• Water the bundles periodically to ensure the roots are well moistened. It is critical that the roots never be allowed to dry out; exposure to the air for even a few minutes can kill your seedlings. Trees that are not planted within several days of delivery should be heeled-in. Heeling–in is the temporary planting of seedlings by covering the roots and lower portions of the stems with moist soil.

Steps for Succesful Planting

  • If possible, unpack and plant seedlings immediately. If you cannot plant seedlings immediately, store the bundles in a cool, dark place and water the bundles periodically to ensure the roots are well moistened.
  • Dig a hole at least twice as wide and only as deep as the root system.
  • You may need to prune off dead or excessively long root tips. Always use clean, sharp pruning shears.
  • Spread the roots out so they are evenly distributed in the planting hole. A cone shaped mound of soil can be formed in the hole to help support the roots.
  • Do not bend the roots to force them into a planting hole that is too small.
  • It is very important to plant the seedlings at the correct depth. The upper roots should be just under the surface of the soil. Do not plant too deep.
  • Place the soil back in the hole and gently tamp to remove any air spaces. Roots should not be exposed above ground.
  • You will need to provide a deep soaking watering for each seedling at the time of planting and once each week for the first two growing seasons. Lack of water is the number one killer of newly planted trees!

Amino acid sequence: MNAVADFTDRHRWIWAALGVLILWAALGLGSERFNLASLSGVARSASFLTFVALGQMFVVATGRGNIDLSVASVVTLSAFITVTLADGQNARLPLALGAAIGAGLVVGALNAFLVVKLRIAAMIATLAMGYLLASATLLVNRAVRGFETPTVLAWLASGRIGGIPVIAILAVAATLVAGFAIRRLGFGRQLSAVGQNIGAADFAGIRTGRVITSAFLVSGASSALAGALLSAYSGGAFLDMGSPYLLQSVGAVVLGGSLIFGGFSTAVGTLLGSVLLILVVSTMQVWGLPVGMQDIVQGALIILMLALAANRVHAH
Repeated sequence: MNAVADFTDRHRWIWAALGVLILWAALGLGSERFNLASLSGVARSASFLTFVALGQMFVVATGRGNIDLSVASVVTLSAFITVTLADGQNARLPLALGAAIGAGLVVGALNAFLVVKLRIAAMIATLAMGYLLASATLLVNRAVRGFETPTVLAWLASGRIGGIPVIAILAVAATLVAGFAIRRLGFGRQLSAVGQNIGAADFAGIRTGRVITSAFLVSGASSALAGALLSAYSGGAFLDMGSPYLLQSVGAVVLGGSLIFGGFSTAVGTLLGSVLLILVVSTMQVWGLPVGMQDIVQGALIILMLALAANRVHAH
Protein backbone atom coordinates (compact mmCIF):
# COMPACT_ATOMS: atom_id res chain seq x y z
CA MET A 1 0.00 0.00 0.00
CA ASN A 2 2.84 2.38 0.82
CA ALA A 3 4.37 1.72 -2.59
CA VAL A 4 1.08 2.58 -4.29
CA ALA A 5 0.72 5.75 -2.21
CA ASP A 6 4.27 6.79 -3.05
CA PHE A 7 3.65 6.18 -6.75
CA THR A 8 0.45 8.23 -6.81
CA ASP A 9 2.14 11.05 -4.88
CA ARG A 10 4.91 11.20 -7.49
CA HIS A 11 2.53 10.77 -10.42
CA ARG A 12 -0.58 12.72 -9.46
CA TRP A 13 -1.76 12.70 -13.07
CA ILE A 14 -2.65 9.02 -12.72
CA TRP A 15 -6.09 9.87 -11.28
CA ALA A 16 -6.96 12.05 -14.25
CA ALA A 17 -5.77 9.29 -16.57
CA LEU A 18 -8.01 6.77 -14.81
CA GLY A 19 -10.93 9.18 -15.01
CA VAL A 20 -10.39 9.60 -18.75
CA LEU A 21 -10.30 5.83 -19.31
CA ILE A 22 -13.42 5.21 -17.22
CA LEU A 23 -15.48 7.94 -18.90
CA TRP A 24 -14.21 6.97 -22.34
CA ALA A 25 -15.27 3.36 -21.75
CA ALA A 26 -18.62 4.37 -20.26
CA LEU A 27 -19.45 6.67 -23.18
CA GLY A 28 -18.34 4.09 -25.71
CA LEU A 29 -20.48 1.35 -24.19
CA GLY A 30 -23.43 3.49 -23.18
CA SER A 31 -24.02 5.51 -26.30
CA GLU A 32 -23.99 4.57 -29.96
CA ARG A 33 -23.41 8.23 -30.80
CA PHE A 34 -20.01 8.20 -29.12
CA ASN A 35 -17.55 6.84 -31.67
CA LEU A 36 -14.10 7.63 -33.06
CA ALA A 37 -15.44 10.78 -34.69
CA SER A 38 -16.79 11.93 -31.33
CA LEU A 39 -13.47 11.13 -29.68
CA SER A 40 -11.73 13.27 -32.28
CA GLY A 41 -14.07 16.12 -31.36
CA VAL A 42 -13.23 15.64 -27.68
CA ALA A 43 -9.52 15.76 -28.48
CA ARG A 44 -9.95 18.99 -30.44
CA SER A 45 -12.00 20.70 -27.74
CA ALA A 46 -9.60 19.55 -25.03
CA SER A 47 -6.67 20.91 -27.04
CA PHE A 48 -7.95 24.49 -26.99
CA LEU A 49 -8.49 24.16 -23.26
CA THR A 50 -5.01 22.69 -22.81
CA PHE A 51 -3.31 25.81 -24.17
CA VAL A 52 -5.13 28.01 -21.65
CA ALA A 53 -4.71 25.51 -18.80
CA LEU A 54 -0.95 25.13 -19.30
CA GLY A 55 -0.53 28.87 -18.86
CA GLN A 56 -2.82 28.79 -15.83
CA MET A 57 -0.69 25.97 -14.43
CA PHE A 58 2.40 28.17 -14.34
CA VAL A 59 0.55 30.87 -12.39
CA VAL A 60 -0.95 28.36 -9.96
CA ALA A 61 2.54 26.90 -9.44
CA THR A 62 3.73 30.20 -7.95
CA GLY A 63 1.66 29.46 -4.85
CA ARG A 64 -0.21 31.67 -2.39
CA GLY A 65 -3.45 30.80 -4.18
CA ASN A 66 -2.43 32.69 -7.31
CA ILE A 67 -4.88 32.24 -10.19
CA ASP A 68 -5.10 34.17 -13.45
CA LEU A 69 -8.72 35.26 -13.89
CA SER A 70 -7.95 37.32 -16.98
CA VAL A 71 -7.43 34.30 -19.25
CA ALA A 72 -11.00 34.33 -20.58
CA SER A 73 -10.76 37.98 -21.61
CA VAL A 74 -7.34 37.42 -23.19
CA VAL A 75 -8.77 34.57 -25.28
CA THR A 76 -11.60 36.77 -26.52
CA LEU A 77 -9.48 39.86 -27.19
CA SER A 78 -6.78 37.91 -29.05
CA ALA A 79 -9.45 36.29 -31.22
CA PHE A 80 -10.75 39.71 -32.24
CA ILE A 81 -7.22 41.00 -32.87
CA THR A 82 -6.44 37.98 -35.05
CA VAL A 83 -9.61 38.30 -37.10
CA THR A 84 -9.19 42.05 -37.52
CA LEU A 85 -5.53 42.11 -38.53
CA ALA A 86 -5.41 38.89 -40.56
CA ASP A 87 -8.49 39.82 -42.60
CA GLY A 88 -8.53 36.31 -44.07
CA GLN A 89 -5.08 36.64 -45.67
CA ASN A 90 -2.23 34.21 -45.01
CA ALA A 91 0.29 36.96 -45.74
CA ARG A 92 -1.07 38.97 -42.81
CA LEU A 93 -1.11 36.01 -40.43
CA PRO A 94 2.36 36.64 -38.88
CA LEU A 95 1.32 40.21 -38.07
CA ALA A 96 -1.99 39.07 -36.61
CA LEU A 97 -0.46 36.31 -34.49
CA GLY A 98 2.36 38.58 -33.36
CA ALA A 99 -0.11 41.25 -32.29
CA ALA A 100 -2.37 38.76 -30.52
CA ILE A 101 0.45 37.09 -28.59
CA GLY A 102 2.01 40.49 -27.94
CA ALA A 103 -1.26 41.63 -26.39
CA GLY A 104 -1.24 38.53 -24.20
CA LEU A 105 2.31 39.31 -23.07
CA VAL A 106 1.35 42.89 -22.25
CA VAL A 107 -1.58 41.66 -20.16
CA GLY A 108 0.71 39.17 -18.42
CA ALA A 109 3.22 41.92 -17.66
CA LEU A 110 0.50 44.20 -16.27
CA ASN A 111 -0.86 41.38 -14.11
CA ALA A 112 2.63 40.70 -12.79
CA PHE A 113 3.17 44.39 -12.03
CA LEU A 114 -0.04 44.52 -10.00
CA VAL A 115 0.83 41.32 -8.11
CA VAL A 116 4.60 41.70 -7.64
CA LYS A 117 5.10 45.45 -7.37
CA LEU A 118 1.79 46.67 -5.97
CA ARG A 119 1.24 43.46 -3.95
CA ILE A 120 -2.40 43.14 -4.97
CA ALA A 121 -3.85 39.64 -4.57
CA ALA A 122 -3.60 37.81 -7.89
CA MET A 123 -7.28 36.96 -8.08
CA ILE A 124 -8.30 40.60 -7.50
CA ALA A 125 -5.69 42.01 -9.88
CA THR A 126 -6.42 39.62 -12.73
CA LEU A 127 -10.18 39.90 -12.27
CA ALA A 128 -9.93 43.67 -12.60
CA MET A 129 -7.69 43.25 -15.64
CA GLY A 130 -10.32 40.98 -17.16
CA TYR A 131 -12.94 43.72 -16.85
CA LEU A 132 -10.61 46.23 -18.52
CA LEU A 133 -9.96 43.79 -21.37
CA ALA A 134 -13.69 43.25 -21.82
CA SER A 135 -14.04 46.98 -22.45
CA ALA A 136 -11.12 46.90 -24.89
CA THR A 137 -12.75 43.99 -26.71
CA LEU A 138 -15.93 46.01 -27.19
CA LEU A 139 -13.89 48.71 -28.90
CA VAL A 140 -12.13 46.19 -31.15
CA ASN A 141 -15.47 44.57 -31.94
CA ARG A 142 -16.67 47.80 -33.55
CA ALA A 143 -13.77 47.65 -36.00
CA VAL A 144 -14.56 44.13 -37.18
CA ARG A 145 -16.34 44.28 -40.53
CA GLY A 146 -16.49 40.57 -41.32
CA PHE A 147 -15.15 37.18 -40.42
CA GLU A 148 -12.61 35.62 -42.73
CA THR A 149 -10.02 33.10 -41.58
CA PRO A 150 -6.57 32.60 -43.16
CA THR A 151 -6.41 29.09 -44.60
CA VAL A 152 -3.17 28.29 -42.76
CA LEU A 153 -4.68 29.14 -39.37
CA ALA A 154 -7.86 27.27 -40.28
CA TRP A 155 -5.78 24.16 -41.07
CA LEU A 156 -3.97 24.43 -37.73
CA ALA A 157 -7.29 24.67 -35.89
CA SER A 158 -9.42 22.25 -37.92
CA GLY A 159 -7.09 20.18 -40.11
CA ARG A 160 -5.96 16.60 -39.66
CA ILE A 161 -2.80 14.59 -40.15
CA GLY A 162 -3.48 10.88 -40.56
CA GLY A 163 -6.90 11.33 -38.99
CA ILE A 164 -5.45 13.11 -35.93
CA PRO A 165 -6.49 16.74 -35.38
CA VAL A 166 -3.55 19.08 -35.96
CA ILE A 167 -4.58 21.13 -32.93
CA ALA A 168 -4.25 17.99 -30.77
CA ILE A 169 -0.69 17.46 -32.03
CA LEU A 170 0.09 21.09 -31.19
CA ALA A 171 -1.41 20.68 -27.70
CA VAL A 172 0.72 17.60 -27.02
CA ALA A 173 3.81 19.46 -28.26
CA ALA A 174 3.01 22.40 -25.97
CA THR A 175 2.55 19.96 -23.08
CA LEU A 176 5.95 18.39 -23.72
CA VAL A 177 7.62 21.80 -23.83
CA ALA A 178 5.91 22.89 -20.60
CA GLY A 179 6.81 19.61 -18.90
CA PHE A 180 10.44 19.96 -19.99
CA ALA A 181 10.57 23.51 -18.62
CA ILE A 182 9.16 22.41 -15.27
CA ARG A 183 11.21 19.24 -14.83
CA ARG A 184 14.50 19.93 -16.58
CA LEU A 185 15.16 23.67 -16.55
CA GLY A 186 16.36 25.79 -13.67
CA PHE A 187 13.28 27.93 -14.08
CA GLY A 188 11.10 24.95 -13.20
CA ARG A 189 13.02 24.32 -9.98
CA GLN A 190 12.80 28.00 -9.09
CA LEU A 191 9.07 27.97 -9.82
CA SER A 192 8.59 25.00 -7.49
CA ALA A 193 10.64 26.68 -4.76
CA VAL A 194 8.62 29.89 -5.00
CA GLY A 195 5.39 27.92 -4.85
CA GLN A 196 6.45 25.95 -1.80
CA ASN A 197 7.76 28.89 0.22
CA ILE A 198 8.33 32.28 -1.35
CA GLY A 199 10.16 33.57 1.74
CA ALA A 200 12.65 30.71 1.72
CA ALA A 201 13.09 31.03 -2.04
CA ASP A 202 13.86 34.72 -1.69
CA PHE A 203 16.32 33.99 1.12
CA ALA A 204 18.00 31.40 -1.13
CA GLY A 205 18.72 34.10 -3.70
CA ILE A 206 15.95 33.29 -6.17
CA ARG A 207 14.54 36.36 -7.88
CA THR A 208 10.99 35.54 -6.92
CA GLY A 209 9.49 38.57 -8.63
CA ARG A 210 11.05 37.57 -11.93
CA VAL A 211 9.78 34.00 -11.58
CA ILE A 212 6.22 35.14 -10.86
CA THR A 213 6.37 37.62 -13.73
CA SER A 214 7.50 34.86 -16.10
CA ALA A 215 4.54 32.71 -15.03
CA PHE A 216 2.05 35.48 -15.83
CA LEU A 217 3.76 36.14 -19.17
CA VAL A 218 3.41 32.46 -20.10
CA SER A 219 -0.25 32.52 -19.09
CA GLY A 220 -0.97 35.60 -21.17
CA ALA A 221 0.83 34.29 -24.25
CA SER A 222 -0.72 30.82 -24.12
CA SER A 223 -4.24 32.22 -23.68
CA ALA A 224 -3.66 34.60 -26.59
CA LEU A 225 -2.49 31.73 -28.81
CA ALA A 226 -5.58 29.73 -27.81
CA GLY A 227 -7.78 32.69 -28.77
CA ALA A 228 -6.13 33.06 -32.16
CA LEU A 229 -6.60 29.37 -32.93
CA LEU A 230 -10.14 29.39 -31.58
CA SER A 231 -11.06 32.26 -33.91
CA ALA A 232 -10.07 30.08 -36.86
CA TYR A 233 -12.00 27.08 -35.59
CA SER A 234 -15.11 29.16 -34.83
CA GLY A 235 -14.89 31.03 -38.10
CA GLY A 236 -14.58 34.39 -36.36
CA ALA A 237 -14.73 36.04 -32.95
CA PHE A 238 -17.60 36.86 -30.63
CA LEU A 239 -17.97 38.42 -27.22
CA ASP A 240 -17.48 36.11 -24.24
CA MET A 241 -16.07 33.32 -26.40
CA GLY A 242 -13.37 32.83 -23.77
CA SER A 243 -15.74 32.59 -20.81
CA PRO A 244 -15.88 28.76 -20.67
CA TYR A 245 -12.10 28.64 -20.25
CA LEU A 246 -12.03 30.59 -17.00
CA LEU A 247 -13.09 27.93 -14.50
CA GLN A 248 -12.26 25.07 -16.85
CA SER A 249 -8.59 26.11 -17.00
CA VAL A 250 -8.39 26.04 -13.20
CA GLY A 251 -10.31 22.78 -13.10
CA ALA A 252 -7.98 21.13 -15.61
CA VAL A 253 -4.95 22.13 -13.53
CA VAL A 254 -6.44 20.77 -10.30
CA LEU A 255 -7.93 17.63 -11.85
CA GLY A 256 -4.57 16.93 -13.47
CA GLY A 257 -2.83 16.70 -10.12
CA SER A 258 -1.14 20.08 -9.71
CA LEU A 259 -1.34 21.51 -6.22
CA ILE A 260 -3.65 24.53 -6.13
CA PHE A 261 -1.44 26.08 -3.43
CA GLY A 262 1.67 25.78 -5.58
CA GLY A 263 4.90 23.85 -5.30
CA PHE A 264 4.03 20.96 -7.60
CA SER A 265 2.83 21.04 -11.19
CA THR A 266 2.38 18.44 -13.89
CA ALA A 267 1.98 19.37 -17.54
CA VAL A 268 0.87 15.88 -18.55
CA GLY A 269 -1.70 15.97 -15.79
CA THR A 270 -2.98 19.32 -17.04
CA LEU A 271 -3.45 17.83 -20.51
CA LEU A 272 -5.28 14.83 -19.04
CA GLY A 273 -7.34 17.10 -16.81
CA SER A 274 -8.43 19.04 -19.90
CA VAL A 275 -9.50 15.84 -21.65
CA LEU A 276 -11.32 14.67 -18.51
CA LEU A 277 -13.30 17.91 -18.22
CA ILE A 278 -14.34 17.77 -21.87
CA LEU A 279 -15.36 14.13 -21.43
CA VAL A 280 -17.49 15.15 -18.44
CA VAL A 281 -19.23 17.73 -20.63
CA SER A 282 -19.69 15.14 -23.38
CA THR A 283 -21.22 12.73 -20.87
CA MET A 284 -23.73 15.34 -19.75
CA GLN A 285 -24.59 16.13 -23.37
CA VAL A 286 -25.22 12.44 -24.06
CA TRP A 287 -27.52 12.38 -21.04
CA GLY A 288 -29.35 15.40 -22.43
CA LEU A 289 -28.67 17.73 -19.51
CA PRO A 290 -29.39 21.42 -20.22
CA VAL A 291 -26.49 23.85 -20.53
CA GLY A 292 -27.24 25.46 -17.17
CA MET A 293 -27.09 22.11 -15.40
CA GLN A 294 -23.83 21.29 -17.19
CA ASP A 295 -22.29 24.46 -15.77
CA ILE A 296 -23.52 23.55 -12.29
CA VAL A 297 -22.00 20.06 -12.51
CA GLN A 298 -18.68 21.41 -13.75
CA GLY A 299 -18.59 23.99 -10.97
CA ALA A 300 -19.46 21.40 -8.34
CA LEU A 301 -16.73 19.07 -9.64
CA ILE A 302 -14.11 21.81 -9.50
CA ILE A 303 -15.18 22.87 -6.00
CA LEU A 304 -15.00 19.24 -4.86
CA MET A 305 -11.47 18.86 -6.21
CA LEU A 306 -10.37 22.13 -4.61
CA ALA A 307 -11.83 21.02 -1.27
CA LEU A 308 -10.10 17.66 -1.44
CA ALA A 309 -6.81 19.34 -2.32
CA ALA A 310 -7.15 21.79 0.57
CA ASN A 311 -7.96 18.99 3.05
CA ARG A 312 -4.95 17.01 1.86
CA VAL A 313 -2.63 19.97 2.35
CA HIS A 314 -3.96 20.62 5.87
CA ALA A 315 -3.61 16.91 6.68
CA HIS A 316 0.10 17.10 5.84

• Mulch seedlings to a depth of 2″ to 3″ in an 18″ diameter circle around each trunk. Maintaining adequate mulch increases growth and vigor while reducing damage from mowers and string trimmers.
  • Do not make mulch deeper than 3 inches. Excessive mulch leads to root problems.
  • Do not allow mulch to be in direct contact with the trunk. This can promote the growth of decay causing agents.
  • Seedlings will need very little pruning, if any, at the time of planting. Only dead, damaged or diseased branches should be removed.
  • Do not “shape” or attempt to balance the branches to the root system. Reducing the leaf area will only further stress the trees and reduce the capacity for growth.
  • Do not add fertilizer or other soil amendments. Fertilizer is not tree food! Fertilizer can often do more harm than good.
  • Your seedling will probably not need to be staked. If support is needed, place wooden stakes on opposite sides of the tree and support with wide, flexible material. Do not use wire or other rigid material. The seedlings must be able to flex to promote strong trunk development.

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Mission

The West Virginia Division of Forestry is committed to protecting, nurturing, sustaining, and promoting the wise utilization of our state’s forest resources.

About

Established in 1909, as a declaration of the state government for the need of forest protection and research, the West Virginia Division of Forestry protects and conserves the state’s forest resources.